ABSTRACT Abstract. Statistical variability in rock strength can be evaluated by rapid, inexpensive ultrasonic pulse velocity measurements, an important consideration since rational probabilistic design in rock is often hampered by the cost of obtaining sufficient strength data. Experimental ultrasonic pulse velocity measurements on a set of 96 limestone specimens showed two distinct statistical populations. Both populations followed Weibull distributions, with flexural strength distributions paralleling pulse velocity distributions. Thus, experimental results suggest that strength variability may be predicted from a few rationally selected strength measurements and several ultrasonic tests. The correspondence between strength and velocity may then be used to develop an experimental transformation function, allowing the development of a statistical distribution function for strength based on the known statistics of velocity. Comparison of experimental groups with full sets of corresponding strength/ velocity data showed the technique offers a fairly accurate description of the statistics of strength.
INTRODUCTION
Variation in rock strength is accepted as a significant factor in design. However, in reality variation is often neglected, and the design process becomes deterministic because obtaining sufficient data is too costly. Alternative actions involve inexpensive index tests allowing accumulation of statistical parameters which, at best, remotely relate to the parameters of concern. This paper presents preliminary work on a methodology in which statistical variation in rock strength is deduced from non-destructive ultra- sonic testing.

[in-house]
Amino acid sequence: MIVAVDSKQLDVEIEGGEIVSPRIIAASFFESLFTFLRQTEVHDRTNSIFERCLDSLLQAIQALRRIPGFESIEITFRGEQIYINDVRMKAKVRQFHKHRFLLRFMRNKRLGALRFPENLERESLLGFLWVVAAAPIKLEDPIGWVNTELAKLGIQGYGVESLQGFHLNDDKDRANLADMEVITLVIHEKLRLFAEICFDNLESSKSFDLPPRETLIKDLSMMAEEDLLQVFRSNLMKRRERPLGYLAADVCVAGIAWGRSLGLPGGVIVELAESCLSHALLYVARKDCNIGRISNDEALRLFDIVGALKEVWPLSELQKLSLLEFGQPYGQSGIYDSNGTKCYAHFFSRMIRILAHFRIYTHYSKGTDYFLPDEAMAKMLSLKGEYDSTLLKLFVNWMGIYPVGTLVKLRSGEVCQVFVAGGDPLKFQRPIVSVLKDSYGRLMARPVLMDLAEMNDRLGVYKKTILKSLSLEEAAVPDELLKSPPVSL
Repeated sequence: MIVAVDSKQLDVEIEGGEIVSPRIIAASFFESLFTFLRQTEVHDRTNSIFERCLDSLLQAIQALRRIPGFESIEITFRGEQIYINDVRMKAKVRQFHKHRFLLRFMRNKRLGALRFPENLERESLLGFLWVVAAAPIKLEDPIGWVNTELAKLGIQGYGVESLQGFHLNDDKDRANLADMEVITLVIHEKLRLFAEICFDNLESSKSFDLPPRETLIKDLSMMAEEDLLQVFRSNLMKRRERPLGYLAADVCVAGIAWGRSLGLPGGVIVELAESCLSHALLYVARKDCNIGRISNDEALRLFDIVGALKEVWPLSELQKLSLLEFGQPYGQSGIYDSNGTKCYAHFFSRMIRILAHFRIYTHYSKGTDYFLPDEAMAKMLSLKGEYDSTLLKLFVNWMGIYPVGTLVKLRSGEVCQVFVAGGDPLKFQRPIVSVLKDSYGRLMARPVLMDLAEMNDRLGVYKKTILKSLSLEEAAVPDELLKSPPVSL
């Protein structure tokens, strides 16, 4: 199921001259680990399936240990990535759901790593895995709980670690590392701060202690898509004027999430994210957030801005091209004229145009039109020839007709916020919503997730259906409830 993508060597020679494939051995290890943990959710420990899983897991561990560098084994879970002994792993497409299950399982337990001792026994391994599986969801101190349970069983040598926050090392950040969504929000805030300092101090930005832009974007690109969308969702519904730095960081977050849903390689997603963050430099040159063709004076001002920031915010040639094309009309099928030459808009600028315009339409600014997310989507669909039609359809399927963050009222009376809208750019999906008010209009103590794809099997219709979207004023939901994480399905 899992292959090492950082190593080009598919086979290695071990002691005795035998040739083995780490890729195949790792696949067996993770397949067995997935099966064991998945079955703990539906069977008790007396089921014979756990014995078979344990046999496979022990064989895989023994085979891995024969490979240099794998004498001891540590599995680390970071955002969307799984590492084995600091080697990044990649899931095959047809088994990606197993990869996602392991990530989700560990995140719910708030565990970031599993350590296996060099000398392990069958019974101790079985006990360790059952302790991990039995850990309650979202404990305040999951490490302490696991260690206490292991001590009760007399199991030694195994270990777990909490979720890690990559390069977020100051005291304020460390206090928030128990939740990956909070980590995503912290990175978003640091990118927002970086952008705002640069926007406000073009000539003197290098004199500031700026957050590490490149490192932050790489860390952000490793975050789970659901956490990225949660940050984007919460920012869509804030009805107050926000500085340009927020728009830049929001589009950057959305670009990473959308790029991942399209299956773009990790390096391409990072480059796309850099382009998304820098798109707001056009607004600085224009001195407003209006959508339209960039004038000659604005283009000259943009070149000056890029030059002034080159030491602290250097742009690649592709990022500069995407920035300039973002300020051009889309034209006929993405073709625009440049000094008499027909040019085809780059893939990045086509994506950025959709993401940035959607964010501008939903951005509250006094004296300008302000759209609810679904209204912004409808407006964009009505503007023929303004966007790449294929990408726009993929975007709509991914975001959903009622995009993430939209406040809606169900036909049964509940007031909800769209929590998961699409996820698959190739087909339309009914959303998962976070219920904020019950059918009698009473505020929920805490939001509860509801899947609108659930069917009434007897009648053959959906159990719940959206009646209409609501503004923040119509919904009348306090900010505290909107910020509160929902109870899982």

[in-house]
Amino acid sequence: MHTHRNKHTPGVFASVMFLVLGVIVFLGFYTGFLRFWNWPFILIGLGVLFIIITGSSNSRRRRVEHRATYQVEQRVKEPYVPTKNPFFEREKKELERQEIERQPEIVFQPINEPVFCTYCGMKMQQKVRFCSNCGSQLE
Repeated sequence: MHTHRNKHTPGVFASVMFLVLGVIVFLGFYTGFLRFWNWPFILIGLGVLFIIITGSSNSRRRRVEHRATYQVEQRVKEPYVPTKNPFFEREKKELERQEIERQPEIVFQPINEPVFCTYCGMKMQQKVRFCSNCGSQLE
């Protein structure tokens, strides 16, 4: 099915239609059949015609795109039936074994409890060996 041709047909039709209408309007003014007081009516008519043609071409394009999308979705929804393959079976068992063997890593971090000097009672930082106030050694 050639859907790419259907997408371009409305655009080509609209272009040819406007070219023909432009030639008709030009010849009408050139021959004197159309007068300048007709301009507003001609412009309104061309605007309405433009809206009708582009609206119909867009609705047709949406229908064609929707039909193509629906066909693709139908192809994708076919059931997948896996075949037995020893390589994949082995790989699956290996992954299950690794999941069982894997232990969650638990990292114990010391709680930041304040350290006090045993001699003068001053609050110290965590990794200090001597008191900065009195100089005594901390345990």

CONCEPT
The research presented in this paper evaluates the hypothesis that ultrasonic testing can be used to define probability frequency distribution for strength by transforming statistical parameters for pulse velocity with an experimental function derived from minimal, but rationally selected, specimens for strength testing.
The hypothesis is grounded in Griffith's theory that strength is controlled by the occurrence and position of flaws. Small air gaps associated with flaws have been shown to influence the velocity of ultrasonic pulse transmission. Since flaws controlling strength may also control pulse transmission time, the correlation between the two may be adequate to predict variations in strength. The present work applies the statistics of classical fracture mechanics to high-frequency non- destructive evaluation, and reviews the strength of brittle materials from three perspectives. The first is a mechanistic model capable, at least, of describing the phenomena at a conceptual level. Griffith's "weakest link" theory [1,2] and subsequent modifications [3] based on energy balance concepts illustrate that strength is dependent on frequency, orientation, size, and shape of flaws. Unfortunately, the Griffith model is not used in design because flaw characterization is impractical. The second is a statistical model suitable for partial observations, whether they be of strength or of a non-destructive index such as ultrasonic pulse velocity. While studying the "weakest link" theory, Weibull [4] formulated and demonstrated a three-parameter cumulative distribution function of the form(mathematical equation) (available in full paper) which gives the non-failure probability for strength, s; su , m, and so are locations, slope, and scale parameters, respectively.